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Orangeburg FAC hosts rural creatives exhibition

Creative Connectors: The Rural Experience

  • Wednesday March 8-April 21, 2023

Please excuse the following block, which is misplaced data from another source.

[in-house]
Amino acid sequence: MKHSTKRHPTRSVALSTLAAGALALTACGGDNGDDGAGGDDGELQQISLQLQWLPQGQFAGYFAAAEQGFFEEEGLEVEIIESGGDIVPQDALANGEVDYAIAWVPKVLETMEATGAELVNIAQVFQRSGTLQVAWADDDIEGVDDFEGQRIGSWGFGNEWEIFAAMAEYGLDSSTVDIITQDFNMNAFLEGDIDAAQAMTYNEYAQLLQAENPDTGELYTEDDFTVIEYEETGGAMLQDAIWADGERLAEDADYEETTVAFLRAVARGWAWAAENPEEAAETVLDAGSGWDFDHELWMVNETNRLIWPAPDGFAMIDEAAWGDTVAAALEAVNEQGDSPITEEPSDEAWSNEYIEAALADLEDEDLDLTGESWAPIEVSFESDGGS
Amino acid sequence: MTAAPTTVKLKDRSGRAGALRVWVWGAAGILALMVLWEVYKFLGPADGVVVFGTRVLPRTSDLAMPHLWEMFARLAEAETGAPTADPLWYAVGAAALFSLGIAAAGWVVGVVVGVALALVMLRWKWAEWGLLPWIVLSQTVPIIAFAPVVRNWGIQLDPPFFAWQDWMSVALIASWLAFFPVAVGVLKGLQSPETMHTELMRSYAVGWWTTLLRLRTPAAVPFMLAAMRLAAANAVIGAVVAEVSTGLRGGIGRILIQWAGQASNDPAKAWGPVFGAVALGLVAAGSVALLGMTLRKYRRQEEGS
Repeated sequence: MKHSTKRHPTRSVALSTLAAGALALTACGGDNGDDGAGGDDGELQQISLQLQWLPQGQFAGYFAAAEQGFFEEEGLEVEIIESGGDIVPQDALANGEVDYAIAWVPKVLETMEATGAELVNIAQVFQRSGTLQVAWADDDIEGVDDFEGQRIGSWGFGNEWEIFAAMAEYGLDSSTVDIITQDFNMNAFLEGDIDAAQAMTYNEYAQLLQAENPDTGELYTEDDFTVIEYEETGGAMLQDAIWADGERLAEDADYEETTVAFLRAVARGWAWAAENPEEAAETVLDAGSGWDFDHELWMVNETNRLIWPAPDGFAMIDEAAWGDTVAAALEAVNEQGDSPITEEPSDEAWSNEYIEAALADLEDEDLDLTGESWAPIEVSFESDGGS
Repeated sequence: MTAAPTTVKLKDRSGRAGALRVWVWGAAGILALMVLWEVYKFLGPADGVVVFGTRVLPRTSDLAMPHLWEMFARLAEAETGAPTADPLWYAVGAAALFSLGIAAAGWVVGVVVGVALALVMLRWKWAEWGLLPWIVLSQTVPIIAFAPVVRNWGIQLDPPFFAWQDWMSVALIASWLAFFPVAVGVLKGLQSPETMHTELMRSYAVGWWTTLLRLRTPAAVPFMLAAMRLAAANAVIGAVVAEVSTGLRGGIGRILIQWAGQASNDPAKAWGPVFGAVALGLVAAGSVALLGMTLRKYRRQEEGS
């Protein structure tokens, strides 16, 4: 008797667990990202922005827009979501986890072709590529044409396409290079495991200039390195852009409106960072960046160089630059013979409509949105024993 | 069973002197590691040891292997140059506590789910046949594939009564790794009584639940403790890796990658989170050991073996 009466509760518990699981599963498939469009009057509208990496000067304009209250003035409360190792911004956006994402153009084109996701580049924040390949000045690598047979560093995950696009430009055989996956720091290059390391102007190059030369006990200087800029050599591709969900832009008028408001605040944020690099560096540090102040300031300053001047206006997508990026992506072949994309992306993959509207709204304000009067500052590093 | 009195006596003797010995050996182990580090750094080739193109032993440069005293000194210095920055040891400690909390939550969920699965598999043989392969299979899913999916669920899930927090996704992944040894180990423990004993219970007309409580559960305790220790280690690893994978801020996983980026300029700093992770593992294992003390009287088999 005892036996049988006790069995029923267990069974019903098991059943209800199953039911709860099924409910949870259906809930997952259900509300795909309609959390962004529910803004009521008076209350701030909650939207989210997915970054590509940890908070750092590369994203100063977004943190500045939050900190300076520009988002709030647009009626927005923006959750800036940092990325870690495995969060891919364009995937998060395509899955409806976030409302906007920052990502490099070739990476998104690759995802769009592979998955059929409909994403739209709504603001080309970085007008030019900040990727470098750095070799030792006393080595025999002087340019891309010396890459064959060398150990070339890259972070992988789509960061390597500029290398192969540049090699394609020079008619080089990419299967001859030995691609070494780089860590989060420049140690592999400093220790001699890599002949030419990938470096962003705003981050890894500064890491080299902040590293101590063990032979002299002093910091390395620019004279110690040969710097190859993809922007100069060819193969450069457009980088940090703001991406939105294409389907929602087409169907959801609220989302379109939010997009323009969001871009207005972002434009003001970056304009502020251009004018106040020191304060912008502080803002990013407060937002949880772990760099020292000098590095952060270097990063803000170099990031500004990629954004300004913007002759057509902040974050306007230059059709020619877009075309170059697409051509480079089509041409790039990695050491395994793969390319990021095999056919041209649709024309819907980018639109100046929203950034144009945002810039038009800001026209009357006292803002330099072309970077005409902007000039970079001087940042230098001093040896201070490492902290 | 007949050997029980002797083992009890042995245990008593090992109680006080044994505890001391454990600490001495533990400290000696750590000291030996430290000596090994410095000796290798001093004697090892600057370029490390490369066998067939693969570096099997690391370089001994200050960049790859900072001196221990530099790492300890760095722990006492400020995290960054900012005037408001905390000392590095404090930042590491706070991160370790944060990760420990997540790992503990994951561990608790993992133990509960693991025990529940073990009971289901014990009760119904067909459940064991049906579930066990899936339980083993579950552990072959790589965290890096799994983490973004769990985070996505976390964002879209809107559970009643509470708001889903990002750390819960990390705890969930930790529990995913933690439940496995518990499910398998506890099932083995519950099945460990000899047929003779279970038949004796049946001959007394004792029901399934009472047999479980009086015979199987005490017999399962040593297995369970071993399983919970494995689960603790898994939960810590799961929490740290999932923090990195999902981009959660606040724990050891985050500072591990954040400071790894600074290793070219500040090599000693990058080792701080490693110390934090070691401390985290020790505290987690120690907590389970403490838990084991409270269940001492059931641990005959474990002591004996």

Visual artists, who reside and work in places where fields and trees outnumber roads and street signs, create works that are uninfluenced by trends or movements. And, they may not have much in common with other rural creators. What they often do share is an artistic expression evolved from contemplation and observations that imagination in solitude can produce. Imagination in solitude is what the six artists whose works make up Creative Connectors: The Rural Experience have in common. Even though their styles, media and themes are vastly different, the connectors are their rural expressions. The excitement and delight these juxtaposed pieces bring to this exhibition communicates the same harmony the six artists have for each other and the work they have produced. They came together from across the state to bring their contributing collection to the Orangeburg County Fine Arts Center: Terrance Washington, from Barnwell County, Ian Thomas Dillinger, from Colleton County, James E. Wilson, III, from Bamberg County, Robert Matheson, from Newberry County. Ernest Lee is from Richland County. Rajasekhar Yarraguntla teaches in Barnwell County. “Seeing the artists greet each other with such warmth, helping one another with final preparations before hanging the works, listening to their lively conversations, it quickly became obvious that the Arts Center has a very special show by these confident, energetic artists,” said Vivian Glover, director of community arts and development. “They have an air of excitement around them. Combined, they pull together something current and significant out of South Carolina. And this dynamic came from rural perspectives.” Portions of this exhibition were previously shown at the Aiken Center for the Arts. For this show, several new works were added by artists, including all the works by Robert Matheson. The invitation from the Orangeburg County Fine Arts Center was summed up by Dillinger. “It was encouraging to the group. To have another opportunity to be shown. It inspired me to make new work to be seen.” The exhibition, located at 649 Riverside Drive, Orangeburg, 29115, opens on Wednesday March 8, 2023, and runs through April. 21, 2023. The Artists’ Reception is Wednesday, March 15, from 6-8 p.m., and is free and open to the public. For additional information, call 803.536.4074 or email vglover@orangeburgarts.org. Creative Connectors: The Rural Experience, as an exhibition, is supported and has been encouraged by the South Carolina Arts Commission. The program is funded in part by grants from USDA- Rural Development as well as from a Neighborworks America grant won by the Center for a Better South.